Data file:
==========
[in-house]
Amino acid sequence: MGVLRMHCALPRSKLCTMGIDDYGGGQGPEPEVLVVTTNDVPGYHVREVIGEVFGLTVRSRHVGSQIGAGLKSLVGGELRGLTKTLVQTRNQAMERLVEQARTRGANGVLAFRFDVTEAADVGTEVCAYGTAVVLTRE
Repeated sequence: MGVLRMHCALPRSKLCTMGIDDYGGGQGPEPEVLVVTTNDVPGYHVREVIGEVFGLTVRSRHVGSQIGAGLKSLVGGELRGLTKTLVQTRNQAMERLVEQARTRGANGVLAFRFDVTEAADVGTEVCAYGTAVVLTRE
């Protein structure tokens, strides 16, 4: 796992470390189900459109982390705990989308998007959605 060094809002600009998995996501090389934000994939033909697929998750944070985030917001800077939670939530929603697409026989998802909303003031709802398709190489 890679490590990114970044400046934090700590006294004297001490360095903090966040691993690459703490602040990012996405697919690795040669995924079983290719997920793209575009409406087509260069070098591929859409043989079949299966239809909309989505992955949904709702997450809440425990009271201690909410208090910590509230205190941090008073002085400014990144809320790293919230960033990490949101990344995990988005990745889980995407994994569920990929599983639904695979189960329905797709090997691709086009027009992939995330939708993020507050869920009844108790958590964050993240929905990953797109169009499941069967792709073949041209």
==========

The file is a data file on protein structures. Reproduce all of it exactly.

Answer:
[in-house]
Amino acid sequence: MGVLRMHCALPRSKLCTMGIDDYGGGQGPEPEVLVVTTNDVPGYHVREVIGEVFGLTVRSRHVGSQIGAGLKSLVGGELRGLTKTLVQTRNQAMERLVEQARTRGANGVLAFRFDVTEAADVGTEVCAYGTAVVLTRE
Repeated sequence: MGVLRMHCALPRSKLCTMGIDDYGGGQGPEPEVLVVTTNDVPGYHVREVIGEVFGLTVRSRHVGSQIGAGLKSLVGGELRGLTKTLVQTRNQAMERLVEQARTRGANGVLAFRFDVTEAADVGTEVCAYGTAVVLTRE
């Protein structure tokens, strides 16, 4: 796992470390189900459109982390705990989308998007959605 060094809002600009998995996501090389934000994939033909697929998750944070985030917001800077939670939530929603697409026989998802909303003031709802398709190489 890679490590990114970044400046934090700590006294004297001490360095903090966040691993690459703490602040990012996405697919690795040669995924079983290719997920793209575009409406087509260069070098591929859409043989079949299966239809909309989505992955949904709702997450809440425990009271201690909410208090910590509230205190941090008073002085400014990144809320790293919230960033990490949101990344995990988005990745889980995407994994569920990929599983639904695979189960329905797709090997691709086009027009992939995330939708993020507050869920009844108790958590964050993240929905990953797109169009499941069967792709073949041209």